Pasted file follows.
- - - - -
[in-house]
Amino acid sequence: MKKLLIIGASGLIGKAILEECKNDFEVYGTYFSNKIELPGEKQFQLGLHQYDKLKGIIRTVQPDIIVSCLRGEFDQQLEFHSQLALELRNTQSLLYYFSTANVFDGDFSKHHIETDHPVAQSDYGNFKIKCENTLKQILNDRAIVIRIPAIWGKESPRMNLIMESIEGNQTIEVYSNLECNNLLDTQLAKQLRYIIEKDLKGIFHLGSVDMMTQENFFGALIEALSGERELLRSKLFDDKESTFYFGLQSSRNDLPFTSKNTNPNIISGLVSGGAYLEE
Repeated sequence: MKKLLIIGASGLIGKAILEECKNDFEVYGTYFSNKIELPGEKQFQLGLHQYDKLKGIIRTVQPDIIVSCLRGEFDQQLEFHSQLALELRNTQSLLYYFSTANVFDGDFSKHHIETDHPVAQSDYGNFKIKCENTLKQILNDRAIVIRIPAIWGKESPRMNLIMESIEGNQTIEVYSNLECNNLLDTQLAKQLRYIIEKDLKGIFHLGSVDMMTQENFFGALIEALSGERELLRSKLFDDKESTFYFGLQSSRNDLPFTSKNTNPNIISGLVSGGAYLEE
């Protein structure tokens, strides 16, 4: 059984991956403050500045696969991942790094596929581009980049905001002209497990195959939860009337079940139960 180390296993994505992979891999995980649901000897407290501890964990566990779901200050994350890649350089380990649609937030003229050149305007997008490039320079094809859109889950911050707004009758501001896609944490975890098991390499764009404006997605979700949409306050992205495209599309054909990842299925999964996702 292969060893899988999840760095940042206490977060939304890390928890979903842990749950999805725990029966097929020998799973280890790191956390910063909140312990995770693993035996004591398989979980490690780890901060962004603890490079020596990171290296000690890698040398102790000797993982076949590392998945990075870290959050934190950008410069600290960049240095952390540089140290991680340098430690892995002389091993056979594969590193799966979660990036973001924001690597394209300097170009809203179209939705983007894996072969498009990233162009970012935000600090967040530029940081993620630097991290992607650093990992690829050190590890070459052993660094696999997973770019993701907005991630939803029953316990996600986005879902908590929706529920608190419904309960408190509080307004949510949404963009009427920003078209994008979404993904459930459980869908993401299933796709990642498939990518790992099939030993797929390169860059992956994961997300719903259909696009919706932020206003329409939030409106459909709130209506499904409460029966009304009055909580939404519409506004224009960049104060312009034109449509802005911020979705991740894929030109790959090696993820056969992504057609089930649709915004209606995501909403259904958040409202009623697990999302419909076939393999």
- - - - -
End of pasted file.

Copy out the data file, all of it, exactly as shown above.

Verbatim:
[in-house]
Amino acid sequence: MKKLLIIGASGLIGKAILEECKNDFEVYGTYFSNKIELPGEKQFQLGLHQYDKLKGIIRTVQPDIIVSCLRGEFDQQLEFHSQLALELRNTQSLLYYFSTANVFDGDFSKHHIETDHPVAQSDYGNFKIKCENTLKQILNDRAIVIRIPAIWGKESPRMNLIMESIEGNQTIEVYSNLECNNLLDTQLAKQLRYIIEKDLKGIFHLGSVDMMTQENFFGALIEALSGERELLRSKLFDDKESTFYFGLQSSRNDLPFTSKNTNPNIISGLVSGGAYLEE
Repeated sequence: MKKLLIIGASGLIGKAILEECKNDFEVYGTYFSNKIELPGEKQFQLGLHQYDKLKGIIRTVQPDIIVSCLRGEFDQQLEFHSQLALELRNTQSLLYYFSTANVFDGDFSKHHIETDHPVAQSDYGNFKIKCENTLKQILNDRAIVIRIPAIWGKESPRMNLIMESIEGNQTIEVYSNLECNNLLDTQLAKQLRYIIEKDLKGIFHLGSVDMMTQENFFGALIEALSGERELLRSKLFDDKESTFYFGLQSSRNDLPFTSKNTNPNIISGLVSGGAYLEE
């Protein structure tokens, strides 16, 4: 059984991956403050500045696969991942790094596929581009980049905001002209497990195959939860009337079940139960 180390296993994505992979891999995980649901000897407290501890964990566990779901200050994350890649350089380990649609937030003229050149305007997008490039320079094809859109889950911050707004009758501001896609944490975890098991390499764009404006997605979700949409306050992205495209599309054909990842299925999964996702 292969060893899988999840760095940042206490977060939304890390928890979903842990749950999805725990029966097929020998799973280890790191956390910063909140312990995770693993035996004591398989979980490690780890901060962004603890490079020596990171290296000690890698040398102790000797993982076949590392998945990075870290959050934190950008410069600290960049240095952390540089140290991680340098430690892995002389091993056979594969590193799966979660990036973001924001690597394209300097170009809203179209939705983007894996072969498009990233162009970012935000600090967040530029940081993620630097991290992607650093990992690829050190590890070459052993660094696999997973770019993701907005991630939803029953316990996600986005879902908590929706529920608190419904309960408190509080307004949510949404963009009427920003078209994008979404993904459930459980869908993401299933796709990642498939990518790992099939030993797929390169860059992956994961997300719903259909696009919706932020206003329409939030409106459909709130209506499904409460029966009304009055909580939404519409506004224009960049104060312009034109449509802005911020979705991740894929030109790959090696993820056969992504057609089930649709915004209606995501909403259904958040409202009623697990999302419909076939393999």